Daily Bolus of LR: Ingrown Toenail

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May 5, 2011 by dailybolusoflr

Ingrown toenail

 

The lateral portion of the nail can grow and impinge into the soft tissue of the toe.  The soft tissues can become swollen, painful and infected.

 

In these instances, simple removal of the impacted nail is a curative procedure.  For patients with severe disease or recurrent disease, they may need referral to podiatry for more definitive care, but you can still perform this simple procedure.

 

·         Perform a digital block and tourniquet the toe (a penrose drain works nicely here)

·         The initial goal is the lift the nail off the underlying nail matrix: this can be accomplished using either a specialty instrument called the English nail anvil or general instruments (most ED docs use these).  For general instruments, use sharp iris scissors inserted horizontally under the nail and exert pressure in an upward direction while spreading to lift the nail off the underlying tissue but not damage it.

·         When the nail is loosened, take a hemostat clamp and insert it underneath the nail.  The spicule which sits underneath the lateral skin needs to be removed.  This can be accomplished with a firm pulling up of the lateral aspect of the nail with the hemostat. If this is not removed, the procedure will not work.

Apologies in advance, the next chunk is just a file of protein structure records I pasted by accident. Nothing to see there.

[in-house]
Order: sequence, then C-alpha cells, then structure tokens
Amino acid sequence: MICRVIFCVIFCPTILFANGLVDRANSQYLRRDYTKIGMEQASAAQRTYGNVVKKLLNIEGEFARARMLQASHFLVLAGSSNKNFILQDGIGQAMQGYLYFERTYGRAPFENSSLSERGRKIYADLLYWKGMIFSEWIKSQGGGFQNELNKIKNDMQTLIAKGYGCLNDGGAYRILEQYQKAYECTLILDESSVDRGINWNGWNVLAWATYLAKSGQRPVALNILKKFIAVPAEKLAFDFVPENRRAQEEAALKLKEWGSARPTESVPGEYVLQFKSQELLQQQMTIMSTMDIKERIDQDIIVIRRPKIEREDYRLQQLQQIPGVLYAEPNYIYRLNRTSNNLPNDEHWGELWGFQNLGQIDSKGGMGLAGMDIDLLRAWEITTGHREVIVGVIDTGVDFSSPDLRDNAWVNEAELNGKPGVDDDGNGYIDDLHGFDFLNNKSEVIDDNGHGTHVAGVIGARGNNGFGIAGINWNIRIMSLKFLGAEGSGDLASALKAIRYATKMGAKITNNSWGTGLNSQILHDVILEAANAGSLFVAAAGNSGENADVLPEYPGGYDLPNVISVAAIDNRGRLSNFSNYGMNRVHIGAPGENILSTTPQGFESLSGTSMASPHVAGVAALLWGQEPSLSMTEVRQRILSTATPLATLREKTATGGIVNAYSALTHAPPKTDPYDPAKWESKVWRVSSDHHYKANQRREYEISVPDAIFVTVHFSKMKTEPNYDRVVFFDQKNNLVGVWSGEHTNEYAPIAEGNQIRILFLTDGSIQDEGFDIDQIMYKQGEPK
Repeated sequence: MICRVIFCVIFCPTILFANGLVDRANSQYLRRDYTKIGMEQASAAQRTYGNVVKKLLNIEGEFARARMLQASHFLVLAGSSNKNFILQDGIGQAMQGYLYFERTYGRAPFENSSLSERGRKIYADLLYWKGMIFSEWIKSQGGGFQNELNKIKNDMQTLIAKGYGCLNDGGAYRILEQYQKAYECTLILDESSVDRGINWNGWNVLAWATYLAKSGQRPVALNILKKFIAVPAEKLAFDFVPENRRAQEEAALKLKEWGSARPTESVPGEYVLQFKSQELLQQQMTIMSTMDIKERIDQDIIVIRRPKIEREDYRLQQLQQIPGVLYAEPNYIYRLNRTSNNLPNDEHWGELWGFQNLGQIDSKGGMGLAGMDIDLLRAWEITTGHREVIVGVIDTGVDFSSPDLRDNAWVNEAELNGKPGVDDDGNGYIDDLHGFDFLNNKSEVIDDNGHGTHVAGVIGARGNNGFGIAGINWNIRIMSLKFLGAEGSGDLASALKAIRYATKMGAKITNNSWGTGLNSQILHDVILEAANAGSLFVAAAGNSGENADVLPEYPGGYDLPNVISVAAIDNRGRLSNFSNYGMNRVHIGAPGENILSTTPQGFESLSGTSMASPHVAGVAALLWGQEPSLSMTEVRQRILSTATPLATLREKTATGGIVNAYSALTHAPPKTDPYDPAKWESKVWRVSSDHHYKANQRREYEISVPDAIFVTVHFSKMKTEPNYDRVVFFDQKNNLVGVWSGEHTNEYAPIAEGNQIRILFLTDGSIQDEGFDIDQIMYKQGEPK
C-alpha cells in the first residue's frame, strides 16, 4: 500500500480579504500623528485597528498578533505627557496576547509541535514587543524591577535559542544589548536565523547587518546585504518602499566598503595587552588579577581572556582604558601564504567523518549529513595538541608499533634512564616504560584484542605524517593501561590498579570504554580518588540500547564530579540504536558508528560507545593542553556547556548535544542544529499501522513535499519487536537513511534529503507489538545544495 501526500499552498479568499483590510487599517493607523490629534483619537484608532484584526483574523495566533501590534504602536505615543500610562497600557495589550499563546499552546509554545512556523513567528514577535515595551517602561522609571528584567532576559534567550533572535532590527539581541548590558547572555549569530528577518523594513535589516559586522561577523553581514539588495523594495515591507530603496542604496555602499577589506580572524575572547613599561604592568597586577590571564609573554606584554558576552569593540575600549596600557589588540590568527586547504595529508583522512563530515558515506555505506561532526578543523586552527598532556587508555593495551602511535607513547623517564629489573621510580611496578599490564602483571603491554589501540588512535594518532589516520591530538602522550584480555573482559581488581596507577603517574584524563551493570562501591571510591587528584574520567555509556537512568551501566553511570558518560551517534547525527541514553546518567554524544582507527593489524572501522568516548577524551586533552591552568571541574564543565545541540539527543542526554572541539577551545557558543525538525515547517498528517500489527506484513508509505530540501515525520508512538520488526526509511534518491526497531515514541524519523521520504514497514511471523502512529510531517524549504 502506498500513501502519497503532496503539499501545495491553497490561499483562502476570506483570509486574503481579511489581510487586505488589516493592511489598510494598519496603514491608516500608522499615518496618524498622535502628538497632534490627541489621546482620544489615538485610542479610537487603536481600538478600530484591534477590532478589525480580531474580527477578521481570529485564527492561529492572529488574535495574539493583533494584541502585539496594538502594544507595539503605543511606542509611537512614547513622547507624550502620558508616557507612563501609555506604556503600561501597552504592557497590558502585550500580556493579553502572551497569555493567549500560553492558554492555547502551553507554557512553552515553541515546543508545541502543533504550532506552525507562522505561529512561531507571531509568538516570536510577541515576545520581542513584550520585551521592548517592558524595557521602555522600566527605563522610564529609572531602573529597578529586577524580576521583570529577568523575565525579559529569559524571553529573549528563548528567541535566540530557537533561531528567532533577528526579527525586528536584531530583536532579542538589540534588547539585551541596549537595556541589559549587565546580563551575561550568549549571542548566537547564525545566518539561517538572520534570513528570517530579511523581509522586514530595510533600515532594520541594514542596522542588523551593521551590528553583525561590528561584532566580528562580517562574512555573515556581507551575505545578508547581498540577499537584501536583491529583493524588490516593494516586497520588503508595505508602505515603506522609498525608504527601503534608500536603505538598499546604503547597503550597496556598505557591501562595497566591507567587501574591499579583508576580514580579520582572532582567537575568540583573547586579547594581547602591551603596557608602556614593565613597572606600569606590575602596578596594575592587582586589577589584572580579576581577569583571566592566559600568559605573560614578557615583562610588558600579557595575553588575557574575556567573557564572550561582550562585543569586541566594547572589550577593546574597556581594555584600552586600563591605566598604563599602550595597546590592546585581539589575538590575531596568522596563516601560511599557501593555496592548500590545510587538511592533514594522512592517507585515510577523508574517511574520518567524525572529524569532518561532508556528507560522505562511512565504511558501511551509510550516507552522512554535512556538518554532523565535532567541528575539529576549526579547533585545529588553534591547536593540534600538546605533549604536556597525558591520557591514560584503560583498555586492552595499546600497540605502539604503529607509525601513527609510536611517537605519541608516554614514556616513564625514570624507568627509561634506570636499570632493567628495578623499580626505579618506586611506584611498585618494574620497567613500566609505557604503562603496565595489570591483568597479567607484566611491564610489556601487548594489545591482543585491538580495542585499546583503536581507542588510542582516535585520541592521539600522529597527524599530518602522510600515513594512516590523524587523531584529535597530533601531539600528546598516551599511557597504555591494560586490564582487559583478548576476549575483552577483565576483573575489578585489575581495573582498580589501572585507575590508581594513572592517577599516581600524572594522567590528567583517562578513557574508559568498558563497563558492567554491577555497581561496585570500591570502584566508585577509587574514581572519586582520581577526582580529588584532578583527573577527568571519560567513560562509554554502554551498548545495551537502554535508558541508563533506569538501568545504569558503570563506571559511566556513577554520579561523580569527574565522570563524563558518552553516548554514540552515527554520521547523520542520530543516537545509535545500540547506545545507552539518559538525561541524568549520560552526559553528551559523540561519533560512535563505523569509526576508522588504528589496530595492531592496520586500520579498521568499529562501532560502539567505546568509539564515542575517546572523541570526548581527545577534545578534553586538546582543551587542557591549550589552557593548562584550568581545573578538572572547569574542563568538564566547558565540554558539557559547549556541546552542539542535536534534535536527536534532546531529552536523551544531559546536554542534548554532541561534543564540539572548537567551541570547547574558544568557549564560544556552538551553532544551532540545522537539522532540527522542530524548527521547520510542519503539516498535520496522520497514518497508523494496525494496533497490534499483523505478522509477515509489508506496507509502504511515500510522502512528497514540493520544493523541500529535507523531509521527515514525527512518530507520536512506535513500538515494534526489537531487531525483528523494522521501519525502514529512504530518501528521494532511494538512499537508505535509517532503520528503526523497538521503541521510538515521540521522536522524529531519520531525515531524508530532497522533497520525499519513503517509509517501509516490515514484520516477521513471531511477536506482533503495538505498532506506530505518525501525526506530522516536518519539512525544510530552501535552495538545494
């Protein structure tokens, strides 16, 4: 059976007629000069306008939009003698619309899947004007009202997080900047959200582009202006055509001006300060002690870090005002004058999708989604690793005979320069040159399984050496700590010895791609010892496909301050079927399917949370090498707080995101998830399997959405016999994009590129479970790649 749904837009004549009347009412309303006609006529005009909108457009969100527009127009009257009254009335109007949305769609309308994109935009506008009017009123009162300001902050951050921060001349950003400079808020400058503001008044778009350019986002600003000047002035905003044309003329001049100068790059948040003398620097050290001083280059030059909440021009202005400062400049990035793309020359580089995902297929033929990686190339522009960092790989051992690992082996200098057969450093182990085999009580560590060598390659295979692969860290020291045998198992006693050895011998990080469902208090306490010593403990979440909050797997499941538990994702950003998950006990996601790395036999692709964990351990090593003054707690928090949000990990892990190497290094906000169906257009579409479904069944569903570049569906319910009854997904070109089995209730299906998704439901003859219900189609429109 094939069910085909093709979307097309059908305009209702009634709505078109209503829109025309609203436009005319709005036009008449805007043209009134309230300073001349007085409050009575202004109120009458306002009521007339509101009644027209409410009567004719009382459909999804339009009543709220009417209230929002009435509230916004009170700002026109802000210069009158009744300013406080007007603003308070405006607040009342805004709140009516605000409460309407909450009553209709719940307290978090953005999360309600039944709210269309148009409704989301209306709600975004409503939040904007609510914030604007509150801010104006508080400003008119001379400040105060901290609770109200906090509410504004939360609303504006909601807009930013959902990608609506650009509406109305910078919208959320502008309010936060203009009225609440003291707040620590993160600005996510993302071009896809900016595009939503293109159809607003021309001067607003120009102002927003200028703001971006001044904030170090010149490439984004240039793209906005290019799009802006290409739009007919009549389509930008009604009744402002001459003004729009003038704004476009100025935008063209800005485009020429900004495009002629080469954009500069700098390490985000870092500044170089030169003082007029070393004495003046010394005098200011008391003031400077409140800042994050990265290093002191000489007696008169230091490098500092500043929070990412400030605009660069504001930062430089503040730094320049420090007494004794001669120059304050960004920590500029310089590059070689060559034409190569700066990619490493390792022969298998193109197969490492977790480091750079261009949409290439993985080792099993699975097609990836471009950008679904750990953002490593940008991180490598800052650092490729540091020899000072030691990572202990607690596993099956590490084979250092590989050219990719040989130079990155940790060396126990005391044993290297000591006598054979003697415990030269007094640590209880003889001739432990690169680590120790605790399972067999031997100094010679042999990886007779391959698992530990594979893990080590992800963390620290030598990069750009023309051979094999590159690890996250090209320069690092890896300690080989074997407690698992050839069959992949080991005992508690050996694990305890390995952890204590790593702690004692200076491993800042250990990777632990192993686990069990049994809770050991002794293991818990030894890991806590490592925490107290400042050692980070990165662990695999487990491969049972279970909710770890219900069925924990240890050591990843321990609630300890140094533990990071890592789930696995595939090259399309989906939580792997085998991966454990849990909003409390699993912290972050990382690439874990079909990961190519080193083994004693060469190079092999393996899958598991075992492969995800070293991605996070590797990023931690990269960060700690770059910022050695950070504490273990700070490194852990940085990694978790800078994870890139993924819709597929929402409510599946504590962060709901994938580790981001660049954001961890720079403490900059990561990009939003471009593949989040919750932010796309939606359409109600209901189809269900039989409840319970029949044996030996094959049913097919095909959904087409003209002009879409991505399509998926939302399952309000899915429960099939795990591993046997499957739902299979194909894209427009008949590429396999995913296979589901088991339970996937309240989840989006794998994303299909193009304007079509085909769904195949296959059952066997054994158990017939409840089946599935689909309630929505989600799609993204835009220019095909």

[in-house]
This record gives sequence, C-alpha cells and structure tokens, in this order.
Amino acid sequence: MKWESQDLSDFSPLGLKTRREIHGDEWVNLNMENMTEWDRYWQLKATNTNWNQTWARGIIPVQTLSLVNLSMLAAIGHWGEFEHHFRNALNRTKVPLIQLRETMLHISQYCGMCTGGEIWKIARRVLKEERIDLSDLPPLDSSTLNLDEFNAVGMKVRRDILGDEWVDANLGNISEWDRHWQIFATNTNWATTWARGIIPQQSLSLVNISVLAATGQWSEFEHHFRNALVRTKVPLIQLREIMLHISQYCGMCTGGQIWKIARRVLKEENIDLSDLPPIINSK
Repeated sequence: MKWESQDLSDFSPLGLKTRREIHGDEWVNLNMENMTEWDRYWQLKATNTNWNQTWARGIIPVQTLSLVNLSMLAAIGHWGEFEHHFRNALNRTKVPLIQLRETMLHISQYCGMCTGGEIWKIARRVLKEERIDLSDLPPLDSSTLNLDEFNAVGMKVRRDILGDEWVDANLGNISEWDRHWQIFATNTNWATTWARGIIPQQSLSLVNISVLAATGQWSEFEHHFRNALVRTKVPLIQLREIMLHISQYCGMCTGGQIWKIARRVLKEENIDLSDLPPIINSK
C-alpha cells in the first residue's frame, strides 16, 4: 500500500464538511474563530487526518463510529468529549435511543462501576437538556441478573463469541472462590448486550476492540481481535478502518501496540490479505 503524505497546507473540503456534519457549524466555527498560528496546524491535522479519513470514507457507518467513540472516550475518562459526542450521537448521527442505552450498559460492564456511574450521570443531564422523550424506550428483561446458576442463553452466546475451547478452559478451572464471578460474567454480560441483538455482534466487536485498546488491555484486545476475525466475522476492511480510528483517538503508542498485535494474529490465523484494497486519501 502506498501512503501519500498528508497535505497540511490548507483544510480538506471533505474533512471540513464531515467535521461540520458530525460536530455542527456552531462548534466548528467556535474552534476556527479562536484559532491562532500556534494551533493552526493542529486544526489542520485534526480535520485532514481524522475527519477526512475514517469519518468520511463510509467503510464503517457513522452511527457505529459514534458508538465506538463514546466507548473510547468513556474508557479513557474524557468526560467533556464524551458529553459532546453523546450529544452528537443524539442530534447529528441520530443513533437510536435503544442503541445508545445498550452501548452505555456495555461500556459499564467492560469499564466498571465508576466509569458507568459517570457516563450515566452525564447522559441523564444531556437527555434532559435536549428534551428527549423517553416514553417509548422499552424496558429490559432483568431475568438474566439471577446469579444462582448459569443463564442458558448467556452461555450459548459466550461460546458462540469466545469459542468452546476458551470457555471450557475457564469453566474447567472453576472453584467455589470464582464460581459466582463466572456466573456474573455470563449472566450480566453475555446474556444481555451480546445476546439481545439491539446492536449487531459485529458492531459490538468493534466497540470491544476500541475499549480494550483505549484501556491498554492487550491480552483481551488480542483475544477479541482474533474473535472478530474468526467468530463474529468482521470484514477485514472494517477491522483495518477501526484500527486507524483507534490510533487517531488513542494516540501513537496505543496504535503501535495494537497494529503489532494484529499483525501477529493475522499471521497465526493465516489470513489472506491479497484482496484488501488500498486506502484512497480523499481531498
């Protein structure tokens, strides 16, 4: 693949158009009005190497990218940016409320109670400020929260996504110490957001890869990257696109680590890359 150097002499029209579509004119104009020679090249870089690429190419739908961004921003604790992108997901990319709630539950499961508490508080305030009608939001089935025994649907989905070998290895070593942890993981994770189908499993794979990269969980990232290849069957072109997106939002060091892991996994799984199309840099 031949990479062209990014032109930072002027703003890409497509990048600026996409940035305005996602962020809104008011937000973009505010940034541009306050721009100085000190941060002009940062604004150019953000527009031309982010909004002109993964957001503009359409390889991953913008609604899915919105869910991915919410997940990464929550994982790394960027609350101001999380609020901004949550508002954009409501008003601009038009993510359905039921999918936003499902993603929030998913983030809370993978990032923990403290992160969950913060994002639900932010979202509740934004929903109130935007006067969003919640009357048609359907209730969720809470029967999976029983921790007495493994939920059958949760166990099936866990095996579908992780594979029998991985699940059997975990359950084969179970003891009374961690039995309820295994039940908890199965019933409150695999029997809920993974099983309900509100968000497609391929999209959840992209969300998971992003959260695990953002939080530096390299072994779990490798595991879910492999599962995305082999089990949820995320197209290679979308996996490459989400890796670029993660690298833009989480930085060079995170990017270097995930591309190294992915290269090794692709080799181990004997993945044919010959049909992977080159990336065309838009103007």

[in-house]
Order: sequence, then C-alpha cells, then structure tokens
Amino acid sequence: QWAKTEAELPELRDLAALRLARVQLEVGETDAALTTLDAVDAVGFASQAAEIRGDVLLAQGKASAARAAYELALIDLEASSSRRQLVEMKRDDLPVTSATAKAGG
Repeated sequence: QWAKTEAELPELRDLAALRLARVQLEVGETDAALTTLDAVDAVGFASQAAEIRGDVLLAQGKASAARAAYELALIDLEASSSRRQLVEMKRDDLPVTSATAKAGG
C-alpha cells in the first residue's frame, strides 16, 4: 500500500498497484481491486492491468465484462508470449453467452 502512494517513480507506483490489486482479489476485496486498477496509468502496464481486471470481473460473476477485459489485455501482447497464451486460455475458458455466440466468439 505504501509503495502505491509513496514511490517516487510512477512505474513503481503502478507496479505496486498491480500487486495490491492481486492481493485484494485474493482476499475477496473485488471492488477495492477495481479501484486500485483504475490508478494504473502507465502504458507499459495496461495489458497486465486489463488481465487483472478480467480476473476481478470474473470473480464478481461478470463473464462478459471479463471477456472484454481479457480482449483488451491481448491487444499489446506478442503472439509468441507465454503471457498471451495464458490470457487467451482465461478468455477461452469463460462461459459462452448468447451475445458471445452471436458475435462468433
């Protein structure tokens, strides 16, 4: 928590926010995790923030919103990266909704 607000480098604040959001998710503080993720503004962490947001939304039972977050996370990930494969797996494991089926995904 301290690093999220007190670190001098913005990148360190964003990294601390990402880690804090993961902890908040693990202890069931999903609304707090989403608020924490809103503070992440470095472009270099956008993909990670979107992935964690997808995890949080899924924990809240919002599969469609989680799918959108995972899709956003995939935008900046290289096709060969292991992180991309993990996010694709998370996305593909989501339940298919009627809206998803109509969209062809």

·         With the nail elevated, use the scissors to cut off a sliver of the nail.  Do not extend the cut to the eponychium.

·         The underlying nail matrix can be treated with silver nitrate if bleeding occurs.

·         Apply a topical antibiotic ointment and dress with a non-adherent gauze.

 


Roberts and Hedges

 

Linda Regan, MD FACEP

Program Director, Emergency Medicine Residency

Johns Hopkins Medical Institutions

 

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